-Spend the money on a proper background check with an agency equipped to do it the right way. Social security numbers, driving history and criminal background checks should be done. These are your children and the cost is worth it.
-This is important! When setting up interviews via email or the phone, tell applicants to bring photocopies of their license and other key information with them to the interview. These are all screening steps that let the applicant know that you mean business in terms of checking them. Have them fill out a basic job history and job application when they arrive. These are your kids and all of the same screenings should be afforded that would take place in any professional environment. Plus having a photo ID and key information of your caregiver is important for law enforcement should anything ever happen. Do not hire someone to care for your children whose address and contact information do not match up with their license.
-Beware of people who don’t have a paper trial of references. Beware of nannies who have recently relocated and don’t have any local references. If all of their references are from Florida – and you live in CT – stay away! Look for local babysitters with ties to the community.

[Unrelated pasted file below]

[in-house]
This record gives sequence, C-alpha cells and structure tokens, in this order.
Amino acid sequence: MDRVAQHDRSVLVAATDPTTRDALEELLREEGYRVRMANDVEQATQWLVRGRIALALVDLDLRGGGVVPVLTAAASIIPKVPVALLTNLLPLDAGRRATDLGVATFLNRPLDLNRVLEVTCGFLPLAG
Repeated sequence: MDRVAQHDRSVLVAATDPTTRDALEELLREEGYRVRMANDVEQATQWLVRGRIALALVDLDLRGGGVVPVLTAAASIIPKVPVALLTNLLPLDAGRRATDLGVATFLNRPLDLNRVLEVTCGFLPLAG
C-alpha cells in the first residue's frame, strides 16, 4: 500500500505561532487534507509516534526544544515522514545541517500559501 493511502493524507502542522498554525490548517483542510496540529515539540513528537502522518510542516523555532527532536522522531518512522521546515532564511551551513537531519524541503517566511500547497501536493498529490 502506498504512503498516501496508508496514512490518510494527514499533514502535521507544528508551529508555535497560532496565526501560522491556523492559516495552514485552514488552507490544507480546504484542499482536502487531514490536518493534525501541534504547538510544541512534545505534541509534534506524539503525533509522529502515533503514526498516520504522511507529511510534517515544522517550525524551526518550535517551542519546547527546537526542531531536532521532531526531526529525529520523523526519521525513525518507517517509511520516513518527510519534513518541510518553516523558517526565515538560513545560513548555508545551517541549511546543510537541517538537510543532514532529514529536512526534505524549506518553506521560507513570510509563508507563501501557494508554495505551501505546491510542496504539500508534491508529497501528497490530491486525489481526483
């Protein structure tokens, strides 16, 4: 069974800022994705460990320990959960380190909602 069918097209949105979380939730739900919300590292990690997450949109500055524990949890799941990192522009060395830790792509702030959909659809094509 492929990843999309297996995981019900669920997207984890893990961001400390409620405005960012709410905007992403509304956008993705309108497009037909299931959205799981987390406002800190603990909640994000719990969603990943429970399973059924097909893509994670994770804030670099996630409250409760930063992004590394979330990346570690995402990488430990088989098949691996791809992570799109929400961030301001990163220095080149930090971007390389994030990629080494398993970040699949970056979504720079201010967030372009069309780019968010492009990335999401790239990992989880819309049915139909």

-Use cameras. Tell your caregiver that your child’s safety is paramount, that you have cameras in your home and that you will be checking on your child throughout the work day. Any parent has the right to see what their child is doing during the day and any good nanny should be fine with that. A picture is worth a thousand words! It’s a great tool. There are so many programs now that can be easily accessed from your computer, iPhone, Blackberry, iPad, etc. that can allow easy monitoring throughout the day.
-If you are hiring a “baby nurse”, be aware that these are not nurses. They are not qualified to care for newborns anymore than any other babysitter, nanny or caregiver with newborn experience. They are not regulated, they are not certified. Even if you are exhausted and wiped out from a recent labor and delivery, you should still monitor your baby nurse (if you have one). Keep the baby monitor in baby’s room and take a listen! Be sure that your baby nurse isn’t checking her phone, texting or talking during the night (that might explain why junior’s schedule is so off!) if she is bunking in baby’s room while you recover.
-Talk regularly with your caregiver to make sure that everyone is happy. Communicate. Set expectations.
-Trust your gut! Take your time in hiring someone and trust your motherly instincts. We mothers have them for a reason! The more seriously you take the process and the screening process, the better your chances of getting the right person.
Good luck! ~Melissa Hawks, The Well Appointed House